At a time when race often still defines where people live and attend school, and the battles between alt-right and Antifa, nativist and immigrant, continue to rage, this Bay Area suburb of 120,000 can seem like a respite from the divided nation. Pick any two people out of this ZIP code, and there is a 76 percent chance they are a different race or ethnicity — and odds are they’ll be comfortable talking to each other.

“The gift about being in close proximity is that you’re desensitized to seeing a different culture and judging it right away,” said Lena Yee-Ross, a 17-year-old high school senior whose mother is Chinese-American and father is black.

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A Trip Through the Stunning, Rock-Hewed Churches of Ethiopia

King Lalibela wanted to construct these churches because Ethiopian Orthodox Christians wanted to make the pilgrimage to Jerusalem to see the birthplace of Jesus Christ. But many were unable to make or perished during the journey. When King Lalibela saw that, he envisioned a New Jerusalem to which the faithful could make the pilgrimage.

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A Holocaust Survivor Reunites with Newly Discovered Nephew

KFAR SABA, Israel (AP) — Eliahu Pietruszka shuffled his 102-year-old body through the lobby of his retirement home toward a stranger he had never met and collapsed into him in a teary embrace. Then he kissed both cheeks of his visitor and in a frail, squeaky voice began blurting out greetings in Russian, a language he hadn’t spoken in decades.

Only days earlier, the Holocaust survivor who fled Poland at the beginning of World War II and thought his entire family had perished learned that a younger brother had also survived, and his brother’s son, 66-year-old Alexandre, was flying in from a remote part of Russia to see him.

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On the Streets, the Eyes of the Homeless Reveal Many Stories

LOS ANGELES (AP) — It’s easy to walk past the homeless, to disregard the guy lying on the street or ignore the woman standing at an intersection holding a handwritten sign with a plea for help.

It’s harder to look away when you’ve seen their eyes.

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A Hospital Crisis Is Killing Rural Communities. This State Is ‘Ground Zero.’

GLENWOOD, Ga. ― If you want to watch a rural community die, kill its hospital.

After the Lower Oconee Community Hospital shut down in June 2014, other mainstays of the community followed. The bank and the pharmacy in the small town of Glenwood shuttered. Then the only grocery store in all of Wheeler County closed in the middle of August this year.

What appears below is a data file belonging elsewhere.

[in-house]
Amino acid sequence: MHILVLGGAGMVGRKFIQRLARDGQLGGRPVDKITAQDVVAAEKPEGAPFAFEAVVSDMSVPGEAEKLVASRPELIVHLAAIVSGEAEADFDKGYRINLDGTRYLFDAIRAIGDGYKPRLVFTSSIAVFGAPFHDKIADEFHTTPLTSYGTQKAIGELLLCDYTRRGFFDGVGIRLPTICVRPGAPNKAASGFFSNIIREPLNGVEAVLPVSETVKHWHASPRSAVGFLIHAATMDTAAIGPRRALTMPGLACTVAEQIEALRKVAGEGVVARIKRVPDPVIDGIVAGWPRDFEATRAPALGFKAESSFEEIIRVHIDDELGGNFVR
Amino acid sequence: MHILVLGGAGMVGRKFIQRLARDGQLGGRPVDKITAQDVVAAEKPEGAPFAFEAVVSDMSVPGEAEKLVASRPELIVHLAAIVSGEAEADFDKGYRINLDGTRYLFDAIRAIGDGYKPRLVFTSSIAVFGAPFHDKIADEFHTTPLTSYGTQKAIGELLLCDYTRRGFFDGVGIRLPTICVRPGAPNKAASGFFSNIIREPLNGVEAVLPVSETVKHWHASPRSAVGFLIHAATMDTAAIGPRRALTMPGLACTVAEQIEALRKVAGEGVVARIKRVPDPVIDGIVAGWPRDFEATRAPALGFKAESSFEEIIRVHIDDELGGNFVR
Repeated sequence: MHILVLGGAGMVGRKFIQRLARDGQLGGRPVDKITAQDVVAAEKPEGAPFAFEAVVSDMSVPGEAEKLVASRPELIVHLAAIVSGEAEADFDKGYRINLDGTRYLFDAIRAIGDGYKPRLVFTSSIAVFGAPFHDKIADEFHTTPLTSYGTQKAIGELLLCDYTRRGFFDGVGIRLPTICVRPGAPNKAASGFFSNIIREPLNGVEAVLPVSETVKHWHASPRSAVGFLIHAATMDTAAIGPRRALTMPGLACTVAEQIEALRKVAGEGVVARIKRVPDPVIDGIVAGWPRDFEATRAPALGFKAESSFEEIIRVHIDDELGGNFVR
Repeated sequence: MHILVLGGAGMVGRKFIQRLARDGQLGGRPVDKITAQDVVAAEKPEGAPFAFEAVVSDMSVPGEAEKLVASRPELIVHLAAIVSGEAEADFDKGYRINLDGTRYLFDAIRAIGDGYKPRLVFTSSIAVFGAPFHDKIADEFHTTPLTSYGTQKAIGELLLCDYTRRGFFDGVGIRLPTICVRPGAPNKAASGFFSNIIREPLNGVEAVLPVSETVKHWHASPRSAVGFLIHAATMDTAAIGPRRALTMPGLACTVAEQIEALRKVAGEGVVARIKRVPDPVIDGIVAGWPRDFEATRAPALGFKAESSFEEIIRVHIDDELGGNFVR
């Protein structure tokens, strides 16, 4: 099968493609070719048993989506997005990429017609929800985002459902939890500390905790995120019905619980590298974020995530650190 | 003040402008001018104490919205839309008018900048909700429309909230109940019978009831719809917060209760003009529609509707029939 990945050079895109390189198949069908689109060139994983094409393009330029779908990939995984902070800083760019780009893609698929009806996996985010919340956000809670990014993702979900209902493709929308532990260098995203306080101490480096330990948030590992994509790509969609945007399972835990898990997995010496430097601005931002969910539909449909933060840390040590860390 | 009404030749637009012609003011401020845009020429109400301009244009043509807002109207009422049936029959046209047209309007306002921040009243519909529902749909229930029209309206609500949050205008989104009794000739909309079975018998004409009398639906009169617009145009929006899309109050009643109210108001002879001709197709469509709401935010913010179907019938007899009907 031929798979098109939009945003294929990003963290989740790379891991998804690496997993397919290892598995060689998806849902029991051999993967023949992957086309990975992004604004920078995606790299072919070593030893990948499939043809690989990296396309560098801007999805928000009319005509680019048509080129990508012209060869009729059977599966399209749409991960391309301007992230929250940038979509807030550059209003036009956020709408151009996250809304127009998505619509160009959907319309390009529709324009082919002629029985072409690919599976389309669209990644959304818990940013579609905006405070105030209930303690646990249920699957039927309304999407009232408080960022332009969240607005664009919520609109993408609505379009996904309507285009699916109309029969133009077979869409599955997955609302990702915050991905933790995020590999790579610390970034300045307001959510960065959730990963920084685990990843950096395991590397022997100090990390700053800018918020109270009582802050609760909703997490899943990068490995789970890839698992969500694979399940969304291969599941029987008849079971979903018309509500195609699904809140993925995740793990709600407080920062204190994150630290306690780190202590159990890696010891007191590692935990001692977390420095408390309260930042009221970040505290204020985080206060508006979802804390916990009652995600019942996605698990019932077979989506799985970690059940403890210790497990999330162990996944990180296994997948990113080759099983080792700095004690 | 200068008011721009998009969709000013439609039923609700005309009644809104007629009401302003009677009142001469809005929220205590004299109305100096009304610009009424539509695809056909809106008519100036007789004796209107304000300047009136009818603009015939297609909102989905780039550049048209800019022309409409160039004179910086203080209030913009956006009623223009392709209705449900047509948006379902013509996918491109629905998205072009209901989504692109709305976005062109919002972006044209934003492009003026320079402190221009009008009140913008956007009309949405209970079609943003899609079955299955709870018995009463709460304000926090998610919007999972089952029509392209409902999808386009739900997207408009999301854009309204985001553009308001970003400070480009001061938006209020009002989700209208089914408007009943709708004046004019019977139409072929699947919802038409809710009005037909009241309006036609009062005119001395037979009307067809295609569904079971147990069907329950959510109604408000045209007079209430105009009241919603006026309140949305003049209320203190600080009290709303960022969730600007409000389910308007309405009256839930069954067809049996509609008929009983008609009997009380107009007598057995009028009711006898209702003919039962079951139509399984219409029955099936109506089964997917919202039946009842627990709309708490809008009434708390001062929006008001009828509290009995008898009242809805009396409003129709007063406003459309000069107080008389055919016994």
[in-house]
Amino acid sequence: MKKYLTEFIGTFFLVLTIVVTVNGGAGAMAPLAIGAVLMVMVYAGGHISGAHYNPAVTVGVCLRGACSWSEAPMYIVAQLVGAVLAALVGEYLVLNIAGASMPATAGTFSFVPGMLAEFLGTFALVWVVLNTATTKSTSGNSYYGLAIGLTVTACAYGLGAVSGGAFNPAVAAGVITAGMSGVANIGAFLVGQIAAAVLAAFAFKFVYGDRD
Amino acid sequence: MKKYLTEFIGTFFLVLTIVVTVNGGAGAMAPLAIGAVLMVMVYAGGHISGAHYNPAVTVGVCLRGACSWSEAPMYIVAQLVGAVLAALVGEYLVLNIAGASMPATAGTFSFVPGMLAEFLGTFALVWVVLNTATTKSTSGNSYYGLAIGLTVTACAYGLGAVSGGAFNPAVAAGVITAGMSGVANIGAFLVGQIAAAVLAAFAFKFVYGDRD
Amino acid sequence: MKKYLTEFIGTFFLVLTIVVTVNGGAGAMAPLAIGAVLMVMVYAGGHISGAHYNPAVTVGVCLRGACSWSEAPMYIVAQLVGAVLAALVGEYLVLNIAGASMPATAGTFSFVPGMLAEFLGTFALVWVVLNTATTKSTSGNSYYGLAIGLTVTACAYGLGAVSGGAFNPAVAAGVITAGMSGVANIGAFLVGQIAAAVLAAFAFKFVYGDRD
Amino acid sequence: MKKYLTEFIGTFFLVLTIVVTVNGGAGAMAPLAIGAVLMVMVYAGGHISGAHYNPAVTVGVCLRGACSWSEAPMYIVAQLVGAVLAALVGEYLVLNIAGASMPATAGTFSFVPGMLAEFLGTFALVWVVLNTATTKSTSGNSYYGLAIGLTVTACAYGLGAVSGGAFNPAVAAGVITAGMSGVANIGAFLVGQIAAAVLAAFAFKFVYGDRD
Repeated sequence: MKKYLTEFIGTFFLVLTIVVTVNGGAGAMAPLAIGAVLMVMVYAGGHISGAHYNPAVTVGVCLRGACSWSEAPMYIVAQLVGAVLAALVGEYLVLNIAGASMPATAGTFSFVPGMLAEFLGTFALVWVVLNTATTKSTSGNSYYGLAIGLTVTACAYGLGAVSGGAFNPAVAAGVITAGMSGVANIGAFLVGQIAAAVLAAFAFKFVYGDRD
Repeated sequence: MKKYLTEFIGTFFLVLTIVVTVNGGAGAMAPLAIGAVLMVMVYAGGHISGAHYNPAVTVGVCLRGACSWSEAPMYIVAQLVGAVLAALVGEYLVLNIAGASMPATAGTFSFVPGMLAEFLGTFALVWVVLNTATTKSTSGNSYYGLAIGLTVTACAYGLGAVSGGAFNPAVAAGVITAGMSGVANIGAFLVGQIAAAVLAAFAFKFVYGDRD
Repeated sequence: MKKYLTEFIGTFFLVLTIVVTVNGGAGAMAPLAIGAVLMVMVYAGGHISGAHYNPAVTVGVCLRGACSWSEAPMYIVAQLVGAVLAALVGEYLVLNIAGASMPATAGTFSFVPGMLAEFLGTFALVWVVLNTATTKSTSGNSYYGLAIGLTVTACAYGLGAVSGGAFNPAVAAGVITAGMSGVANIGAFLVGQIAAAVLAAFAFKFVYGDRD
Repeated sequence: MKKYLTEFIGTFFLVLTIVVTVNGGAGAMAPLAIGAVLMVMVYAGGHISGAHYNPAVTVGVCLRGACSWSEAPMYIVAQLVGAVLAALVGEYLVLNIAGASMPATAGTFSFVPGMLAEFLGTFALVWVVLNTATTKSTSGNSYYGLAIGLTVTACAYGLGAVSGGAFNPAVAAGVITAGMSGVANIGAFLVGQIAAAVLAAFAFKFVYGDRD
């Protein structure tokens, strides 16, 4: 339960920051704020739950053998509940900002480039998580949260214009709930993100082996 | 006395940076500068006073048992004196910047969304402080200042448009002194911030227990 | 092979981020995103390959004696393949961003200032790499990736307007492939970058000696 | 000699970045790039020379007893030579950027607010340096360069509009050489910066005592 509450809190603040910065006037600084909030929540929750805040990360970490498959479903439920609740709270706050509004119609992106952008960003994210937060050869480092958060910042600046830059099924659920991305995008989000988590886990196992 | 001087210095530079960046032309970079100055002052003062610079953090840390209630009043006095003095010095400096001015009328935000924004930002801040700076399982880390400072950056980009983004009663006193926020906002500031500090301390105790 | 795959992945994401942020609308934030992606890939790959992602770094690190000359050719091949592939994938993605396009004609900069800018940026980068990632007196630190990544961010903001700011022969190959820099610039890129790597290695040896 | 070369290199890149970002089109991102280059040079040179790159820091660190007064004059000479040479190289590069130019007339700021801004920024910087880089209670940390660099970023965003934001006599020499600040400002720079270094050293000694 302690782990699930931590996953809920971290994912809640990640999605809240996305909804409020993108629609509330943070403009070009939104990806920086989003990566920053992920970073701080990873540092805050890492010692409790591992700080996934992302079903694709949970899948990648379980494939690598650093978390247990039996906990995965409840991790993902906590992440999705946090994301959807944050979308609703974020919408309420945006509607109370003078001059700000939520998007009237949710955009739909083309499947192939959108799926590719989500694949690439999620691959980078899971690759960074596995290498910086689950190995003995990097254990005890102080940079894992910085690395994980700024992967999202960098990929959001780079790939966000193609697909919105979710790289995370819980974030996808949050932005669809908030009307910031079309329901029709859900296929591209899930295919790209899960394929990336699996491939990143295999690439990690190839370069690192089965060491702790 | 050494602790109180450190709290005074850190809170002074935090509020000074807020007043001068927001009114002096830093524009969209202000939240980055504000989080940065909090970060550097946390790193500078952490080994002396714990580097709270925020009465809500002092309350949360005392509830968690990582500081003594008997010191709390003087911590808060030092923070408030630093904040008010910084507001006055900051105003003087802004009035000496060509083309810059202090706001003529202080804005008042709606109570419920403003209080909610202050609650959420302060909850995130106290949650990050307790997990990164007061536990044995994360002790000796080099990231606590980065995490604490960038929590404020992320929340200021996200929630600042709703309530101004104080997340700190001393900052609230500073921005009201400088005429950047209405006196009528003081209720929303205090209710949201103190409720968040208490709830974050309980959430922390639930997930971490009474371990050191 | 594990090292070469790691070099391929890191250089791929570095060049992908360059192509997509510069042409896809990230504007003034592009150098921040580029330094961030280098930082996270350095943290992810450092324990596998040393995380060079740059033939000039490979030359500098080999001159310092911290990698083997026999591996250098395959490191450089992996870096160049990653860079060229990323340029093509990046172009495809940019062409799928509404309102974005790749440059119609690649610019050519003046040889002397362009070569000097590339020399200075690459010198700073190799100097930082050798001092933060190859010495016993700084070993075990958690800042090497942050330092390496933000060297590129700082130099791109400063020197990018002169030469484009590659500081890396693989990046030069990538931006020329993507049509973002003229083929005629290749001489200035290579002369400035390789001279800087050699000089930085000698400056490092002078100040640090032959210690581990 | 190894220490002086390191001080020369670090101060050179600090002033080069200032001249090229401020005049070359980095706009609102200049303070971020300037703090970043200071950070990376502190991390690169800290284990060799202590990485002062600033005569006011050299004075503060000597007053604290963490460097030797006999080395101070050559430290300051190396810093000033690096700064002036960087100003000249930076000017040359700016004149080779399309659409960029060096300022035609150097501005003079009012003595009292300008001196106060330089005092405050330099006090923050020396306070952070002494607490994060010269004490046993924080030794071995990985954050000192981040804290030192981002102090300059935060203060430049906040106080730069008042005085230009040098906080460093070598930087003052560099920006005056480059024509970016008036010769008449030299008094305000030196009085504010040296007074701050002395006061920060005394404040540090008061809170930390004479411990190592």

On Glenwood’s main street, building after building is now for sale, closing, falling apart or infested with weeds growing through the foundation’s cracks.

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Study finds Asian-Americans rarely on TV, often play ‘tokens’

LOS ANGELES — TV’s Asian-American characters are so frequently slighted that even programs set in the biggest, most diverse cities leave them out of the picture, a new study found.

For “Tokens on the Small Screen,” professors and scholars at six California universities looked at 242 broadcast, cable and digital platform shows that aired during the 2015-16 season and tallied the numbers, screen time and portrayals of characters of Asian or Pacific Islander descent among 2,000 TV characters.

The report released Tuesday, a followup to broadcast TV studies done in 2005 and 2006, found increasing opportunities for Asian-American actors but concluded they are still underrepresented and “their characters remain marginalized and tokenized on screen.”

There was a sense of optimism with the emergence of ABC’s “Fresh Off the Boat” and “Dr. Ken” and Netflix’s “Master of None,” all starring and focused on Asian-Americans, said Nancy Wong Yuen, a Biola University associate professor and one of the study’s authors.

“It felt like, ‘Oh, we’re finally making it,’ ” Yuen said in an interview. “But even (“Dr. Ken” star) Ken Jeong said, ‘Of this many shows, we only have three?’

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Harvard Law memorial honors slaves owned by school’s founder

CAMBRIDGE, Mass. (AP) – Harvard Law School has installed a memorial honoring slaves who were owned by one of the school’s founders…